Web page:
At 4:01am EST my alarm goes off. It’s one of those annoying electronic alarm clocks that has an obnoxious buzzer that unfailingly rips you straight out of the dream land you were in just mere seconds ago. It’s as plain as can be, with red electronic numbers and only a couple of settings.
Every single morning I get up, tell my alarm clock to fuck off, and slowly unwrap myself from my cocoon of blankets. The room is black as ink, and always 67 degrees. I slowly pull myself out of bed and start to get moving. I’m always met with the creaking and groaning of my hardwood floors. Floors that talk back to you as only 50-year-old hardwood can.
I feel my way into the kitchen and pound a 32oz Nalgene water bottle and take my dogs outside so they can check and see what new smells might’ve shown up overnight.
Once they’ve sniffed everything a dozen times over, we head back inside, where I lazily pour eight ounces of fat-free milk into a shaker, dig through a tub of protein and rustle up two scoops of chocolate protein, and then mix it up with a half-hearted shake. Because at that hour mixing up your protein powder with vigorous enthusiasm isn’t possible.
Once I’ve downed my protein, which takes about four and a half gulps, I start boiling water for coffee. Then I toast a bagel and pull out some grape jelly and slather on a heaping tablespoon.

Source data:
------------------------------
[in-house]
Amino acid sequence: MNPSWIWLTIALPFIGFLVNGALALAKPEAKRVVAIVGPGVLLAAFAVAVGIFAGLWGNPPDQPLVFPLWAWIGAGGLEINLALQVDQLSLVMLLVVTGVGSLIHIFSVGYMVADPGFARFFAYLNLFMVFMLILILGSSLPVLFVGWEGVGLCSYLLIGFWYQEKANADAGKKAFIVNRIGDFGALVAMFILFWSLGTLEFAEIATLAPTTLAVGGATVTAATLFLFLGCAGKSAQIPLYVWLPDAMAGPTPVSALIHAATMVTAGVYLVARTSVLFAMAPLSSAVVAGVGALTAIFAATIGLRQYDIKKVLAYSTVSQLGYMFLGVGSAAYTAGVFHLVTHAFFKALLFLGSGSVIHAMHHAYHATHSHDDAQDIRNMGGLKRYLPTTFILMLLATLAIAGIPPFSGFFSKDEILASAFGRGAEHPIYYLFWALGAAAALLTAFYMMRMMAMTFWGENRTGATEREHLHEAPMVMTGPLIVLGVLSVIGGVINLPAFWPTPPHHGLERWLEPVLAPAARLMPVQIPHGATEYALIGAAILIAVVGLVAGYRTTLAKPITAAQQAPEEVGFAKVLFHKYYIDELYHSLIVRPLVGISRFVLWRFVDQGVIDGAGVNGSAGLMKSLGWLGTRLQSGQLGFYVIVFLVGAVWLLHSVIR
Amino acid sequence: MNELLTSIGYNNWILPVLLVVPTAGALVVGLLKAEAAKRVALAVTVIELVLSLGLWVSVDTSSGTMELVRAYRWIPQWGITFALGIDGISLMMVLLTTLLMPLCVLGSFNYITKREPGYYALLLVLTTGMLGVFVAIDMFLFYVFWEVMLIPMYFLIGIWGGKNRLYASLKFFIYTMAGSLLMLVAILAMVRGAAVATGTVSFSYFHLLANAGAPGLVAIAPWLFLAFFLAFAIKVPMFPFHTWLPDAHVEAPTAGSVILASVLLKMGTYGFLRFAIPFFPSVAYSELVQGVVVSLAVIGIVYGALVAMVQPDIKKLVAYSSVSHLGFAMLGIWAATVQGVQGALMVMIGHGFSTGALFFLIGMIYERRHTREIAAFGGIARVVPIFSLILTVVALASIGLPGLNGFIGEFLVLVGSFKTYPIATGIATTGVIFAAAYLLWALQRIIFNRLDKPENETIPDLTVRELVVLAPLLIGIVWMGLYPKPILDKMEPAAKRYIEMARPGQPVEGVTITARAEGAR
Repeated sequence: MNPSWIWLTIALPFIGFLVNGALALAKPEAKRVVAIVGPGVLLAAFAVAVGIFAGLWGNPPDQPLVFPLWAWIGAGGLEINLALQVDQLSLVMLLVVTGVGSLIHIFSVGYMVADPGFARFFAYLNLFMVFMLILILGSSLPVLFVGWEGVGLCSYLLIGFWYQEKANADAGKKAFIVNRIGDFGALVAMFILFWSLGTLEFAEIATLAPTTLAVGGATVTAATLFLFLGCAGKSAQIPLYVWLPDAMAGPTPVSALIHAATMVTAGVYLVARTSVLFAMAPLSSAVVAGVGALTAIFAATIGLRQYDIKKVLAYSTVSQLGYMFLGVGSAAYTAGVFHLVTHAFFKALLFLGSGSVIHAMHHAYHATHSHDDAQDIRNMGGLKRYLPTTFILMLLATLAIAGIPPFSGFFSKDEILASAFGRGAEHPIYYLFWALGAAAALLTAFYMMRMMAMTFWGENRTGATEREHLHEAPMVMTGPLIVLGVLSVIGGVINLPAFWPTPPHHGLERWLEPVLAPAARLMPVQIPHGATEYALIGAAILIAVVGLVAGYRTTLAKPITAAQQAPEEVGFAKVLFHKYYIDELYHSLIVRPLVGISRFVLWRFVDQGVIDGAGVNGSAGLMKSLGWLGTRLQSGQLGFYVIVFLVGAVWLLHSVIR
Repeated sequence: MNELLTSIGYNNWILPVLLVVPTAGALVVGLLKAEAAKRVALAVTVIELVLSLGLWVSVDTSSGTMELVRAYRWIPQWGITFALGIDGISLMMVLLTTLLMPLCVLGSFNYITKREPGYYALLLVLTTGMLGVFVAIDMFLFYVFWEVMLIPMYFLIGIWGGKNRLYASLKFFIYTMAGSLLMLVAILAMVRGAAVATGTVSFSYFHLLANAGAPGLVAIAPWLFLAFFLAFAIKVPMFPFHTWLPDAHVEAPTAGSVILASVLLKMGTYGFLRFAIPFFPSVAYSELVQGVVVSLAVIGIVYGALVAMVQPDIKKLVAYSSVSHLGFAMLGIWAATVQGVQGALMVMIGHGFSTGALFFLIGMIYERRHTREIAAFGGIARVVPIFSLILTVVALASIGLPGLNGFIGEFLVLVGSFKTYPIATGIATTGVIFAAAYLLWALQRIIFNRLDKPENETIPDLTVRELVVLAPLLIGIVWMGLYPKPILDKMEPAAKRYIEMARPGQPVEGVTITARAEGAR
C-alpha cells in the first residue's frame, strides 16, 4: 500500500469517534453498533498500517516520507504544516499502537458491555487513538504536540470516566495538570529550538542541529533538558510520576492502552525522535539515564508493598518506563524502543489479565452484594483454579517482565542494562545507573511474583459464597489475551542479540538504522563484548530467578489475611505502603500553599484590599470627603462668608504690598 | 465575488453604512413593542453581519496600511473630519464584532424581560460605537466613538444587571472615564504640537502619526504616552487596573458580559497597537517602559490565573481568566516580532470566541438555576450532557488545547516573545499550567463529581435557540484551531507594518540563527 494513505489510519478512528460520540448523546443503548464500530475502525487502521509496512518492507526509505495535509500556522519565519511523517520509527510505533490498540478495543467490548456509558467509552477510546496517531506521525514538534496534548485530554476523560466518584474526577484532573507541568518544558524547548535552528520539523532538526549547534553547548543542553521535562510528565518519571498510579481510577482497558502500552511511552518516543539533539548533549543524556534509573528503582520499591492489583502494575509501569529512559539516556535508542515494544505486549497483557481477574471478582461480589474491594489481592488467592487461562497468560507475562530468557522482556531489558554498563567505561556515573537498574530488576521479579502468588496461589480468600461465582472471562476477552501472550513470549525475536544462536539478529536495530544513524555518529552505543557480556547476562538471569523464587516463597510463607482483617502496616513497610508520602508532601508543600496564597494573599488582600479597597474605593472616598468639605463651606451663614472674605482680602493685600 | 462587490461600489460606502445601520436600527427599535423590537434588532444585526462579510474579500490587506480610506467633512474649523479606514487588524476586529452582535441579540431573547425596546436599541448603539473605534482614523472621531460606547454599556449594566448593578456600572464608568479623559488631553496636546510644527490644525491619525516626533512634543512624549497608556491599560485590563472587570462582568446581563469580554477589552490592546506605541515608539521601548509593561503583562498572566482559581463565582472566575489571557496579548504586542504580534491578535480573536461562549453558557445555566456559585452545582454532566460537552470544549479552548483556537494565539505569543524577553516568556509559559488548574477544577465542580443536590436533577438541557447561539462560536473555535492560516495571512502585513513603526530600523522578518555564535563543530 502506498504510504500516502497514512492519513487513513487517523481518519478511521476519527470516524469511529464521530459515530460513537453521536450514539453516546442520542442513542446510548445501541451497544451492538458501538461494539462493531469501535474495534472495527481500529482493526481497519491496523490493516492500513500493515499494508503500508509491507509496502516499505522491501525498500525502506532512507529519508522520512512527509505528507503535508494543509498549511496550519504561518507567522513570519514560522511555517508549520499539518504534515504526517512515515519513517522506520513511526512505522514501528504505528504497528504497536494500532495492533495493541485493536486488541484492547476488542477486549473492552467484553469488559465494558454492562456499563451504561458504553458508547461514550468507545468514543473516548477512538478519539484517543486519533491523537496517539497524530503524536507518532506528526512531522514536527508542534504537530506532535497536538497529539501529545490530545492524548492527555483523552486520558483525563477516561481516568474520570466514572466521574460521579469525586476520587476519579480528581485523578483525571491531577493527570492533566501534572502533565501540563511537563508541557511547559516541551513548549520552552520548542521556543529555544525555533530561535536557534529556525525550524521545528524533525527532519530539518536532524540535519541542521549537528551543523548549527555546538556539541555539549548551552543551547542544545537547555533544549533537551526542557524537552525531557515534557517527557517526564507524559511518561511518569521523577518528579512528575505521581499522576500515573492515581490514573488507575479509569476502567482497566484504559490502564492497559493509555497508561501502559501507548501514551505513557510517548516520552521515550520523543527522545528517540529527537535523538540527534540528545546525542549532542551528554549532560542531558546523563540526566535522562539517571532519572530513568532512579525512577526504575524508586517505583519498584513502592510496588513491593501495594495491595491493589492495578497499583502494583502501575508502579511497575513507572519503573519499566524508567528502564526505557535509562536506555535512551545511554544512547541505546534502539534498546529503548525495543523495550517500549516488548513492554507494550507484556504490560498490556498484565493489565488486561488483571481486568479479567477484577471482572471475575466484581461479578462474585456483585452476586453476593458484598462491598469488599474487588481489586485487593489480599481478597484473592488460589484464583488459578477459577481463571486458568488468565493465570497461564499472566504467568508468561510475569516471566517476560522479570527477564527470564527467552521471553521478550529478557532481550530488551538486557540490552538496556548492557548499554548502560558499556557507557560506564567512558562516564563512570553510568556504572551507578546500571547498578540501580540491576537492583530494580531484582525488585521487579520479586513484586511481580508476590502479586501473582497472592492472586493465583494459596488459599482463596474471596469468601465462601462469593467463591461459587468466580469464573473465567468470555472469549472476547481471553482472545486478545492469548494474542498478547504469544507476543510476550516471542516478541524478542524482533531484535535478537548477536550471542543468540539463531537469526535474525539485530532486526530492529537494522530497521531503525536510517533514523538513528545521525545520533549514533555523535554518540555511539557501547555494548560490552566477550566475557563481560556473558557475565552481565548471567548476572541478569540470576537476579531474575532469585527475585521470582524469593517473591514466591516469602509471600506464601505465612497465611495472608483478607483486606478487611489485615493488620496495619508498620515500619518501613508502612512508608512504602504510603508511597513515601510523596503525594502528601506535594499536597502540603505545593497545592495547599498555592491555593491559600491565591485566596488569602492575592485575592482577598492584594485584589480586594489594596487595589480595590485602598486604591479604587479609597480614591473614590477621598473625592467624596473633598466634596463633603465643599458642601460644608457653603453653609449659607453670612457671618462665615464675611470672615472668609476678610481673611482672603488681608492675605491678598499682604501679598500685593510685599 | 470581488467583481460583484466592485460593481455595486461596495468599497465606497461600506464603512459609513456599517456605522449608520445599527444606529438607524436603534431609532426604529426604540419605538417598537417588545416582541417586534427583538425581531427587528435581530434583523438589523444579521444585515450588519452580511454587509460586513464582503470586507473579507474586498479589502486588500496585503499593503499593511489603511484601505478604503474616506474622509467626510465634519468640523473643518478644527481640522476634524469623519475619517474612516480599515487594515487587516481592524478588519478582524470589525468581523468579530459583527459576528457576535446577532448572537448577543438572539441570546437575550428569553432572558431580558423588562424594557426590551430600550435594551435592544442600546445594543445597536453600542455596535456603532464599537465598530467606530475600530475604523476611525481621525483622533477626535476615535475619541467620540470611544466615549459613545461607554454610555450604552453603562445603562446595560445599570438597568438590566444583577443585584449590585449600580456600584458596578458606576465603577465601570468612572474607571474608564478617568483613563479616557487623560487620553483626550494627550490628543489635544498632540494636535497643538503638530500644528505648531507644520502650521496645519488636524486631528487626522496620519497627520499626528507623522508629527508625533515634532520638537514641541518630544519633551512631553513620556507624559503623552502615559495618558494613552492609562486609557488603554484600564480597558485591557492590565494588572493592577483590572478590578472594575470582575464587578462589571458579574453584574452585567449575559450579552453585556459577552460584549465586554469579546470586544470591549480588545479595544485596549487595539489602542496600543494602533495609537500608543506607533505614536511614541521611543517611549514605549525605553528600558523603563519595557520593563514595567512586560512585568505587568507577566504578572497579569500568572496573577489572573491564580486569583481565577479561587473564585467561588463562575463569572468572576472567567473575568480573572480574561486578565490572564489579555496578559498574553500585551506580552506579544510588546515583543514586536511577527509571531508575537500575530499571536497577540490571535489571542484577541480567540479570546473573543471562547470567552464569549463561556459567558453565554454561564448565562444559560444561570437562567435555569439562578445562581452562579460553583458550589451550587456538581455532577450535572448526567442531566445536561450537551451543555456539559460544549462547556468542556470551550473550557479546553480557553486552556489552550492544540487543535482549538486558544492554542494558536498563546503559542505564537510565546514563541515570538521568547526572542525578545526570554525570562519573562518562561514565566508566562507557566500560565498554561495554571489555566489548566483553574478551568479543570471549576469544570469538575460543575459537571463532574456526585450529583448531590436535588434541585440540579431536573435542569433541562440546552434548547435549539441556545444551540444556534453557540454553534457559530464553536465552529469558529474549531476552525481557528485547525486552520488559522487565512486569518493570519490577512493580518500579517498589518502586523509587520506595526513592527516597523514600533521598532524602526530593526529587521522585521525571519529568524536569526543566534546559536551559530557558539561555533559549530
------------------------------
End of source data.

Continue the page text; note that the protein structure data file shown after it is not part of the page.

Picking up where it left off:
Once I’ve eaten my bagel and the water has come to a boil I sit down on my couch, prop my feet up on my wooden coffee table that’s seen its fair share of abuse, and read for 30-45 minutes while I drink an entire French Press full of black gold.
This is my morning routine every single day. The only thing that changes is that I get up a little later on the weekends. It doesn’t matter if I’m fighting a hangover; feeling like I drank a vial of Felix Felicis, or it’s just a normal day.
I know exactly how my morning is going to start, and that routine is invaluable to me. Those routines are magic. They’re the secret ingredient that goes into the stew that is my day. Without them, the entire flavor of the day is off.
Does this mean my mornings are redundant? Of course. Is that a bad thing? Not at all. In fact, redundancy is the puzzle piece to training, dieting, and crushing life that you’ve been missing.